What is Mercury?
Mercury, also known as quicksilver, is an element that does not break down. It occurs naturally and is found in very small amounts in oceans, rocks, and soil. It becomes airborne when rocks break down, volcanoes erupt, and soil decomposes. It then circulates and is redistributed throughout the environment.
Large amounts of mercury also become airborne when coal, oil, wood, or
natural gas is burned as fuel or when mercury containing, garbage is
incinerated. Once in the air, mercury can fall to the ground with rain
and snow, landing on soil or in bodies of water, causing contamination.
Lakes and rivers are also contaminated when there is a direct discharge of mercury-laden industrial and municipal waste into these bodies of water. Once present, mercury accumulates in the tissue of fish and other organisms and may ultimately reach the dinner table.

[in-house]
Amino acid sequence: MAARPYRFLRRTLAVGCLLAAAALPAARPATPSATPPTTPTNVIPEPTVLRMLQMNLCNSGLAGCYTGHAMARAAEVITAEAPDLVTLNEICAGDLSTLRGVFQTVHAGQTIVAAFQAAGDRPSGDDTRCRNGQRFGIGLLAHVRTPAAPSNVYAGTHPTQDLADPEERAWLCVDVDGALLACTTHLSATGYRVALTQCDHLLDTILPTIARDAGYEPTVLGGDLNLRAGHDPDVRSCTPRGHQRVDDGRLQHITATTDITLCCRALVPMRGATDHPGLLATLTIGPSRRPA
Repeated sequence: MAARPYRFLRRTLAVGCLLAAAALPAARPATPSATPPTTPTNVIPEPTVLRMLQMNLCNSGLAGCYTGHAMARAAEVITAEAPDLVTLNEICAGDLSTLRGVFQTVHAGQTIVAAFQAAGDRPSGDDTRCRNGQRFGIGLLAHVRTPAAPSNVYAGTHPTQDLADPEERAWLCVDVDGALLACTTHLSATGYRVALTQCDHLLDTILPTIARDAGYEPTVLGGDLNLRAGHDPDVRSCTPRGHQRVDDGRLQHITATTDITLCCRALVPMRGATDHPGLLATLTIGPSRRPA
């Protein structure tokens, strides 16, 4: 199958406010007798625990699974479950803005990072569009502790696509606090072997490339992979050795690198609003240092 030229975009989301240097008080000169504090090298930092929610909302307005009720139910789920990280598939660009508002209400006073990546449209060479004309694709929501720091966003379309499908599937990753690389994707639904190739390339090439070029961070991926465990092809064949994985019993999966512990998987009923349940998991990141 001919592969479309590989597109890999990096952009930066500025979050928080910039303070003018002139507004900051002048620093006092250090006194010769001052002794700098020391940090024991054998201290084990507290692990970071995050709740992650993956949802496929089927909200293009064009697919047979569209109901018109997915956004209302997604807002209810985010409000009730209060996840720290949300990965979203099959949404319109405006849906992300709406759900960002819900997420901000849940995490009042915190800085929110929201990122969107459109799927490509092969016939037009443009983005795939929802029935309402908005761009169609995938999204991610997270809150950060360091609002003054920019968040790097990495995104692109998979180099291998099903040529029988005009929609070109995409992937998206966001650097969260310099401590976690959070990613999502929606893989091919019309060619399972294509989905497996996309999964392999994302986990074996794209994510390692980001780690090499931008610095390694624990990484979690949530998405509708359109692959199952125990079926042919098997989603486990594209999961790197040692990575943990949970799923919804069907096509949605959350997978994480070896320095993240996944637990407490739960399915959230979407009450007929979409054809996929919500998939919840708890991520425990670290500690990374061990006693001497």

Although mercury is very a useful element with many unique properties and applications, it poses a very real health risk. We can minimize this risk by reducing our use of mercury-containing products.
Take a look at these resources to learn more about mercury and how to protect yourself and your family from it.